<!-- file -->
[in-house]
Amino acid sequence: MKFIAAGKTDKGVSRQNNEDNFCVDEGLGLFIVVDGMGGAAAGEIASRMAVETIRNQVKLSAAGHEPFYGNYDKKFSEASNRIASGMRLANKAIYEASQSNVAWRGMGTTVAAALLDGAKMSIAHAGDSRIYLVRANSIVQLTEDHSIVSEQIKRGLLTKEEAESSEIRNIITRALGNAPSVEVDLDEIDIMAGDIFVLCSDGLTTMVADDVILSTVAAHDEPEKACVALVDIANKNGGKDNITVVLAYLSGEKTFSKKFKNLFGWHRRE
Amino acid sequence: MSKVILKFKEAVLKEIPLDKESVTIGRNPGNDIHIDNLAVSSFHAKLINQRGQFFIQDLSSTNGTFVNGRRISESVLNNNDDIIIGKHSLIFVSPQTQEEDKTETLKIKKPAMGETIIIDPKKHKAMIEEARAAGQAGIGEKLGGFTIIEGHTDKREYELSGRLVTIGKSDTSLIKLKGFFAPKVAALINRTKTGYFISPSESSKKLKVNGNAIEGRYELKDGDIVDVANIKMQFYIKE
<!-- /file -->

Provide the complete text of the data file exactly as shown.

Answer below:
[in-house]
Amino acid sequence: MKFIAAGKTDKGVSRQNNEDNFCVDEGLGLFIVVDGMGGAAAGEIASRMAVETIRNQVKLSAAGHEPFYGNYDKKFSEASNRIASGMRLANKAIYEASQSNVAWRGMGTTVAAALLDGAKMSIAHAGDSRIYLVRANSIVQLTEDHSIVSEQIKRGLLTKEEAESSEIRNIITRALGNAPSVEVDLDEIDIMAGDIFVLCSDGLTTMVADDVILSTVAAHDEPEKACVALVDIANKNGGKDNITVVLAYLSGEKTFSKKFKNLFGWHRRE
Amino acid sequence: MSKVILKFKEAVLKEIPLDKESVTIGRNPGNDIHIDNLAVSSFHAKLINQRGQFFIQDLSSTNGTFVNGRRISESVLNNNDDIIIGKHSLIFVSPQTQEEDKTETLKIKKPAMGETIIIDPKKHKAMIEEARAAGQAGIGEKLGGFTIIEGHTDKREYELSGRLVTIGKSDTSLIKLKGFFAPKVAALINRTKTGYFISPSESSKKLKVNGNAIEGRYELKDGDIVDVANIKMQFYIKE